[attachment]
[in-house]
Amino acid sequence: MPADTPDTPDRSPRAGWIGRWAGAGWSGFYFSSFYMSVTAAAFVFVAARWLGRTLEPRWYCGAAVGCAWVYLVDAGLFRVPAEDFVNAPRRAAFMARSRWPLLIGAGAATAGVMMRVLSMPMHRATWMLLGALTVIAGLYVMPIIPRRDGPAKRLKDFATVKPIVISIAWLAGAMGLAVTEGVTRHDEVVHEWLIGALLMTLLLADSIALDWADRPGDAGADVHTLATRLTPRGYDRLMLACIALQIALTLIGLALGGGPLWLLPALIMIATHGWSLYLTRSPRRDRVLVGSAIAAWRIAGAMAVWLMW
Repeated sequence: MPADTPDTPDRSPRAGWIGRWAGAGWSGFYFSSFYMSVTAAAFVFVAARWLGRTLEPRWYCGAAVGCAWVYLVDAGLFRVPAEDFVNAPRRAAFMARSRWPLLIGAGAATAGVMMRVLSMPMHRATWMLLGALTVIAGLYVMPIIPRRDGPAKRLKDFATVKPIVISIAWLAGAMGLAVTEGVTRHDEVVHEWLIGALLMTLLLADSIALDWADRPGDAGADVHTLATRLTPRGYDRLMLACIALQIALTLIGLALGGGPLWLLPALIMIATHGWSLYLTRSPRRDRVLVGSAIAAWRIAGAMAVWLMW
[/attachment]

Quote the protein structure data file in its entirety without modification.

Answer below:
[in-house]
Amino acid sequence: MPADTPDTPDRSPRAGWIGRWAGAGWSGFYFSSFYMSVTAAAFVFVAARWLGRTLEPRWYCGAAVGCAWVYLVDAGLFRVPAEDFVNAPRRAAFMARSRWPLLIGAGAATAGVMMRVLSMPMHRATWMLLGALTVIAGLYVMPIIPRRDGPAKRLKDFATVKPIVISIAWLAGAMGLAVTEGVTRHDEVVHEWLIGALLMTLLLADSIALDWADRPGDAGADVHTLATRLTPRGYDRLMLACIALQIALTLIGLALGGGPLWLLPALIMIATHGWSLYLTRSPRRDRVLVGSAIAAWRIAGAMAVWLMW
Repeated sequence: MPADTPDTPDRSPRAGWIGRWAGAGWSGFYFSSFYMSVTAAAFVFVAARWLGRTLEPRWYCGAAVGCAWVYLVDAGLFRVPAEDFVNAPRRAAFMARSRWPLLIGAGAATAGVMMRVLSMPMHRATWMLLGALTVIAGLYVMPIIPRRDGPAKRLKDFATVKPIVISIAWLAGAMGLAVTEGVTRHDEVVHEWLIGALLMTLLLADSIALDWADRPGDAGADVHTLATRLTPRGYDRLMLACIALQIALTLIGLALGGGPLWLLPALIMIATHGWSLYLTRSPRRDRVLVGSAIAAWRIAGAMAVWLMW